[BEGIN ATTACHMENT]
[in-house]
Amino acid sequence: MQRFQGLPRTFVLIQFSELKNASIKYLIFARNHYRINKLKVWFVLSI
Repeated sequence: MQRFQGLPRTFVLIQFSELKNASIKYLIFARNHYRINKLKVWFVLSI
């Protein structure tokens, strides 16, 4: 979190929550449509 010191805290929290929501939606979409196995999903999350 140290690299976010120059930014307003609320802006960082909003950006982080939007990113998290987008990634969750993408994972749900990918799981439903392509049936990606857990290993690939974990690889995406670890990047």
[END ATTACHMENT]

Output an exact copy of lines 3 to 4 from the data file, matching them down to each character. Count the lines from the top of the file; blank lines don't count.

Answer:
Repeated sequence: MQRFQGLPRTFVLIQFSELKNASIKYLIFARNHYRINKLKVWFVLSI
């Protein structure tokens, strides 16, 4: 979190929550449509 010191805290929290929501939606979409196995999903999350 140290690299976010120059930014307003609320802006960082909003950006982080939007990113998290987008990634969750993408994972749900990918799981439903392509049936990606857990290993690939974990690889995406670890990047």